There are two cardinal sins in the communications business. The first is the failure to articulate. The second is the failure to listen. I freely put my hand up to the former transgression, but wonder if James Hurley, who penned such a damning blog on my new venture the Flying Start-Up competition, would confess to the second sin.
I am all for free speech and James is entitled to his opinion, but everyone involved in the Flying Start-Up initiative was left feeling somewhat depressed after reading his vitriolic attack.
But the purpose of this blog is not to fight fire with fire, but to make amends for my failure to explain what the competition is all about. Here goes. Pay attention James.
The thinking behind the behind Flying Start-Up can be found in the name. We want to give the winning team a flying start in the race for success by offering a whole package of benefits which many start-ups won’t have access to.
First, let’s talk about the cash: £100,000 may seem excessive to the Starbucks start-up generation, but when you are thinking big you need to support your vision with hard cash. Failure to do this will result in missed opportunities, a cash flow crisis and senior talent doing work they shouldn’t be doing. Besides, £100,000 will last but a few months if the revenue is not forthcoming to offset the hefty salaries and high rents typical in a London agency.
Second, I want to focus on the non-fiscal elements of the prize. The winners will get as much investor input needed to make this new agency rock. If that means moving in as a full-time director, then my bags are already packed.
I can’t put it in a box, but I will also be handing over the learnings from two decades at the helm of Band & Brown and more recently Brando, which Gill Brown (now Third City) and I built into a £7m turnover agency with 90 staff. Mark Borkowski is donating his wisdom too. Over the past 25 years he has built one of the most significant PR brands in the business and has, more recently, reinvented the agency model with Borkowski.do.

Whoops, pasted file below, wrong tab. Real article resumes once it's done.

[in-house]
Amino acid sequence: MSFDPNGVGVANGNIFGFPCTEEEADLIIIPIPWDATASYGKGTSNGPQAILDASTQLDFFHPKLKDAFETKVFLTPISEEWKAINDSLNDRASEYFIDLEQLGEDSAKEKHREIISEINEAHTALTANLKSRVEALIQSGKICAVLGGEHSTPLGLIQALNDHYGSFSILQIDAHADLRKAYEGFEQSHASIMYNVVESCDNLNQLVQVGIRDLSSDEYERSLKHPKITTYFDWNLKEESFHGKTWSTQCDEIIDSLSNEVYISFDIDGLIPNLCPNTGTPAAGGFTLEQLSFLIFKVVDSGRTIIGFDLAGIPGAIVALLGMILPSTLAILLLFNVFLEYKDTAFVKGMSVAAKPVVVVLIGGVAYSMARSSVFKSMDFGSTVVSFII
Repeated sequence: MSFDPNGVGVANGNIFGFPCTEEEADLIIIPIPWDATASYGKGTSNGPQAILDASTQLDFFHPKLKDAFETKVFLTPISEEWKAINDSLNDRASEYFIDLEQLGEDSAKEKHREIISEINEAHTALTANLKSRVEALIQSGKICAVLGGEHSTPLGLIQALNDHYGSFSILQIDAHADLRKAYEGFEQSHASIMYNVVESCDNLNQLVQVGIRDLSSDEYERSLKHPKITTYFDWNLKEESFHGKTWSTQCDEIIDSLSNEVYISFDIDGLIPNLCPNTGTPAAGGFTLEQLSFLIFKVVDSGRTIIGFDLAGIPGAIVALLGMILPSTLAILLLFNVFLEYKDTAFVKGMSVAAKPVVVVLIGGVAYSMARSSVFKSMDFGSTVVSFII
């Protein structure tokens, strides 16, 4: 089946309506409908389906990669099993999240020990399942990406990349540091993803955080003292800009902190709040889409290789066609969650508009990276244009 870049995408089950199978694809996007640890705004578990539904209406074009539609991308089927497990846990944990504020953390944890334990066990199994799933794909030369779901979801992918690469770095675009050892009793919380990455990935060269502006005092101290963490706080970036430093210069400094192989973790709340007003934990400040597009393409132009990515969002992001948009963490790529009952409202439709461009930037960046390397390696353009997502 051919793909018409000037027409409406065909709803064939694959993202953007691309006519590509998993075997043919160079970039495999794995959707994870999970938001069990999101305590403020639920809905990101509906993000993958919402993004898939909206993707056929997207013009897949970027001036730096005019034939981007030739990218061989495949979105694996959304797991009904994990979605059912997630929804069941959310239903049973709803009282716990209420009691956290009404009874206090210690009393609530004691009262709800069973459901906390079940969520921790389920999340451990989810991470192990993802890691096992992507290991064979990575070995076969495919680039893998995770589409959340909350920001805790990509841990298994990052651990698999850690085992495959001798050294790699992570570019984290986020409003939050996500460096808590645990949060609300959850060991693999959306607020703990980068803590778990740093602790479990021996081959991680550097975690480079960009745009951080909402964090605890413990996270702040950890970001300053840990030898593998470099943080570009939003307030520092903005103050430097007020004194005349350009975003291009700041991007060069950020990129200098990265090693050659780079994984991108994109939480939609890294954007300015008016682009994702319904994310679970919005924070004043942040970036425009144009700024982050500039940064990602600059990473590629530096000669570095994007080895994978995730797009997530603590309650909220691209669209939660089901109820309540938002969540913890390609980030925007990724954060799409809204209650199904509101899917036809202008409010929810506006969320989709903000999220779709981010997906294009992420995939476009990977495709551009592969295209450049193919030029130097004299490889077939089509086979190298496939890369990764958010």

There will also be a flow of new business referrals as both our current set-ups farm out executional work which will be diverted to the winning team.
We completely understand that this competition is not attractive to everyone. It’s certainly not right for ready-to-launch agencies that have done all the legwork and just need a bit of cash. We want to catch entrepreneurs much earlier in the process – somewhere between dream time and pen-to-paper time.
So what’s the deal on equity? I will be writing a cheque for £100,000 to the winning team and issuing them with shareholdings of up to 70 per cent of the business. But nothing is set in stone. Like any investment deal, negotiation is part of the process.
Obviously, the stronger the businesses case the more equity the team will get. If they need a lot of hand-holding, the shareholding will reflect the increased input from the investors, but it will never be less than 49 per cent.
Finally, I need to answer the question "why I am doing this?"
It’s a combination of factors. First, and most importantly, I want to be part of something special again. I miss the glory days of Band & Brown and have to get my fix vicariously through the agency’s famous offspring such as Unity and Third City. Second, I believe in the cycle of renewal that keeps our industry alive. Anything I can do to stimulate the PR ecosystem has got to be worthwhile.
And it would be churlish not to admit that the lure of making money is, as always, an attractive prospect.
Nick Band is founder of Berlin and former Band & Brown Group CEO